Lets just start with the benefits of using drone comb within your honey supers:
- Drone comb stores more honey per frame!
- No storage requirements, avoid bees getting to them, that's all there is to it really.
- Frames can be extracted at higher speeds and empty way faster!
- Less honey stuck in frames after extracting!
- No pollen is being stored in drone comb frames!
- No pollen stored in drone comb = no wax moth damage of those super frames!
- Bees seem to be very happy to draw out drone comb.
(The assumption is that you use a queen excluder to avoid any drones / pupa off being raised within the comb, hence with absence of pollen being stored in drone comb and no brood being raised giving the wax moth literally close to no food at all to thrive on. You will still notice minimal wax moth damage, however wax moth starve to death prior causing significant damage. The hole idea of using this simple technique came to us once we initially observed over the years, that bees had never stored pollen in drone comb regardless of how heavy the pollen flow was)
I've never seen a beekeeper appreciate the wax moth's work:
Most beekeepers really seem to have a dislike for wax moth, that is probably a fair statement in "general".
Below you can see wax moth damage on a brood frame on a died out colony.
Most beekeepers have issues storing their honey supers over the winter period, just to find them destroyed by wax moth, if no special treatment had been done to them. And by treatment I mean either having frozen the comb for 24h and then sealed up so wax moth can't enter the comb anymore. Alternatively one can cover them in wood ash and or spray them with BT, which I would not recommend, however I have seen applications of this in the past.
The easiest way to store a few frames is to build a bee tight space out in the open with a roof, and hang up your frames out in the draft nicely spaced, which will probably do for most amateur beekeepers, as you most likely only hold a few boxes worth of frames over winter.
However when you are semi-commercial or running as large scale commercial beekeeper, storing a few 1000+ frames in a special setup is probably not a viable option due to all the labor involved.
Hence a lot of commercial beekeepers lock up their honey supers in either sea containers or other air tight structures and gas them, essentially killing all wax moth and developing larva, while keeping the frames in the air tight space for a few days, then maintain keeping them locked up, until being re-used again. However, please note that prior entering the air-tight container to air out the enclosed space for at least a few days to ensure it is safe to enter and all gases have cleared out of the space.
Easy potential solution:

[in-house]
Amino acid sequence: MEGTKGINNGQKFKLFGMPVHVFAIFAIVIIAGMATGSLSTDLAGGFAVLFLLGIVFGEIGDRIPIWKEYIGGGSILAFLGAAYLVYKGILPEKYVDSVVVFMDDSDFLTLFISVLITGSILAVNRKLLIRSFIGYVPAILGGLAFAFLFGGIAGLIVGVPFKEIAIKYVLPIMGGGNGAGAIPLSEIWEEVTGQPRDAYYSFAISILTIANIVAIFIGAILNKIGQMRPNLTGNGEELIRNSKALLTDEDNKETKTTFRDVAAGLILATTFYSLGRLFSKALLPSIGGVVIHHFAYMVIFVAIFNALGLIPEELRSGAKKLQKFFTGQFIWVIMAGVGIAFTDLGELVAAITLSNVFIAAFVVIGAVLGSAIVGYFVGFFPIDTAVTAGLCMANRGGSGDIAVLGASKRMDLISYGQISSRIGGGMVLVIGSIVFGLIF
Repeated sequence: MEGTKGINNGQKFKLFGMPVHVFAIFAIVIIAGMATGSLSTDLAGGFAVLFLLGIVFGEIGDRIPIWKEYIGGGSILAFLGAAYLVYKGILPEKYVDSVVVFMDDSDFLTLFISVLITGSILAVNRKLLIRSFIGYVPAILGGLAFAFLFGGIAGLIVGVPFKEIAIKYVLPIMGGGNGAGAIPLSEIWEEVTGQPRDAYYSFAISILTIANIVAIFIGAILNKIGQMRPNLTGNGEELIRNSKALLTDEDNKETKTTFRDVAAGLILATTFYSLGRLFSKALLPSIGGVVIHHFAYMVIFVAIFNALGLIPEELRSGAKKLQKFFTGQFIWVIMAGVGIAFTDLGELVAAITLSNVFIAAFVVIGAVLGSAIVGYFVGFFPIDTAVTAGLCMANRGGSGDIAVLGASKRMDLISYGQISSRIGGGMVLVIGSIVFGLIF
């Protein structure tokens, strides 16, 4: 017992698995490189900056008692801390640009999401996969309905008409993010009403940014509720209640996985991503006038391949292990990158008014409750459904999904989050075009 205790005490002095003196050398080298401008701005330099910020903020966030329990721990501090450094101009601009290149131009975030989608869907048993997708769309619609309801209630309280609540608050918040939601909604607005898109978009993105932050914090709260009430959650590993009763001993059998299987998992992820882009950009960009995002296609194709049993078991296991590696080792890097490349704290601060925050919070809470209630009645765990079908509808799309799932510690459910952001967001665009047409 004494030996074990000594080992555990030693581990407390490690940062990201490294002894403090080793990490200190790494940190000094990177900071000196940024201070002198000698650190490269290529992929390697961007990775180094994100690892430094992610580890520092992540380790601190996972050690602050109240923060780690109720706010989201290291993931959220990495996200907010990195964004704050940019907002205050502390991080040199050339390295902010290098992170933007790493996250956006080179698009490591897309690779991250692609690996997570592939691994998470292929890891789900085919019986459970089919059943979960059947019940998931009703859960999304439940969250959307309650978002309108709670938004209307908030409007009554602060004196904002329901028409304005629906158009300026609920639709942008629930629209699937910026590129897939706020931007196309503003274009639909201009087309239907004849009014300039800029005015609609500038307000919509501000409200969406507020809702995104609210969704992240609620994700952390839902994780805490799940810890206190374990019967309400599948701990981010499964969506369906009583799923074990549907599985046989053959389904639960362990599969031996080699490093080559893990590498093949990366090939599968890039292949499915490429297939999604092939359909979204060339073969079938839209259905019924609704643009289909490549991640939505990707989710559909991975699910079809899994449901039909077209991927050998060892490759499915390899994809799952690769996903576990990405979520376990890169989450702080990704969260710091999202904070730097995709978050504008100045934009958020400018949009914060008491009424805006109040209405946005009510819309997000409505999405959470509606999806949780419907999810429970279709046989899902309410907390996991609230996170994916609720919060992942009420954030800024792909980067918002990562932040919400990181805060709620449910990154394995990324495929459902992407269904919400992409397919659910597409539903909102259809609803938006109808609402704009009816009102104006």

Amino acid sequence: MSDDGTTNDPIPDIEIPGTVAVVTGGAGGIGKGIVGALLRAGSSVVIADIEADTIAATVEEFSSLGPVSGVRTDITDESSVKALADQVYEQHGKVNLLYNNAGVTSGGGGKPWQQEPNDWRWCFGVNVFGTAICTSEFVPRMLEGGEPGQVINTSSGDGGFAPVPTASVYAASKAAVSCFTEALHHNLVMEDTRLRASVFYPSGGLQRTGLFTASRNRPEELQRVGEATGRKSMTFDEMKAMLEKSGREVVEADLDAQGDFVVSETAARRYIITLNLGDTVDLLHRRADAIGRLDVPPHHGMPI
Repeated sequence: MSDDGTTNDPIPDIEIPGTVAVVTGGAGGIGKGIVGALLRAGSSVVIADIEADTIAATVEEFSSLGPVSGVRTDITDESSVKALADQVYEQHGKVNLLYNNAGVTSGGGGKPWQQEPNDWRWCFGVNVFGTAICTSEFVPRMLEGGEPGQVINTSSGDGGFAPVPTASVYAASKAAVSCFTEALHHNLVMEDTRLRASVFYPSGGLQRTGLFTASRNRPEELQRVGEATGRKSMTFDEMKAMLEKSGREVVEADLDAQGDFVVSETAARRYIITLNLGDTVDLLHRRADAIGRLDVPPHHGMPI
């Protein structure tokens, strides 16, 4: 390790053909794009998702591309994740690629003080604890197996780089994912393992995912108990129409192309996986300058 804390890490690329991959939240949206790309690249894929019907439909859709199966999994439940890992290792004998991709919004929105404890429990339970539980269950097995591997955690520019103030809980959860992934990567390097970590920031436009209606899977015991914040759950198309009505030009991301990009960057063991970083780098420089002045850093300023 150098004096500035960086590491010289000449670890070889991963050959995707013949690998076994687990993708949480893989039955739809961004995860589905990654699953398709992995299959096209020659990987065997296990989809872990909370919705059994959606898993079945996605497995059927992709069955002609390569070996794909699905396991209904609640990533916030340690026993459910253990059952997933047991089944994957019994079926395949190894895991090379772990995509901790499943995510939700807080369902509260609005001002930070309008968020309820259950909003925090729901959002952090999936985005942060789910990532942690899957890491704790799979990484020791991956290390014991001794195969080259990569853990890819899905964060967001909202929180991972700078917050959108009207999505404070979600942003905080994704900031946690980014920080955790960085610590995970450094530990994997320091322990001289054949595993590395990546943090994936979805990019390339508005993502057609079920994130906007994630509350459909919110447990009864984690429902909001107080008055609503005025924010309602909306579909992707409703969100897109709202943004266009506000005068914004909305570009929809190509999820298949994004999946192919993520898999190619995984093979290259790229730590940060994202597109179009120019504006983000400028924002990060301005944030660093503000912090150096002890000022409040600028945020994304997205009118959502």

We are using drone comb with a cell diameter of 7.2mm. We had to adopt a color code in order to better operationally differentiate between regular 4.9mm worker bee comb (white top bars) and the larger 7.2mm drone comb size (red top bars) in the field.
However if you either don't want to gas all your frames, and or don't want to do all this effort, then I would recommend using drone comb in your honey supers and using queen bee excluders!
Basically you just have to ensure the queen never lays an egg into those drone comb frames and they will never be destroyed by wax moth. Its fairly simple to say, if no bee ever developed in a comb, then the wax moth will rather have a hard time trying to develop. We noticed during Redgum flows, which yield very massive pollen flows, that we never seen a single drone comb cell filled with pollen, not a single time!
Hence the absence of pollen and layers of previous developing bees cause the wax moth larva to starve to death, prior causing any real damage to the drawn drone comb frames.
We now simply just store the boxes in our shed, with no additional effort required once the bees previously cleaned out the supers. And in spring we take them out just as new!
This is how we store our drone comb supers. Absolutely no super storage requirements what so ever. Just pop them in the shed, forget about them for a few month, and take them back out. That's it!
Zero wax moth treatment required!!
I have not read that too often before, someone claiming to have practically no wax moth damage! Below you can see how the frames look like after 2-3 month of being in the shed as stored above. On the left you can see the single frame which had suffered a tiny fraction of wax moth damage, and this frame has been by far the worst of all of them!
Mice however like to find a nice warm and dry spot to set up their camp, so you will have to put up some mouse bait to avoid having rather mouse damage than wax moth damage!
The operational catch to the solution:
There is a catch however, for starters, many beekeepers probably have not adopted this style of management yet. And second, in high numbers of boxes and frames, there is the issue of pulling either capped brood or capped honey frames over the excluders too. As the commercial beekeeper you will always have to bring additional foundations or sticky frames for standard brood size with you to fill up, what ever frame you had to move over the excluder, as you should not place some of the drone combs under your excluder to avoid having millions of drones chomping through your honey, and having your previously clean drone comb "contaminated" by a larva, and therefore now being susceptible to wax moth damage.
So as you can see, when you grow in size, this is not perfect, but the benefits can't be ignored too!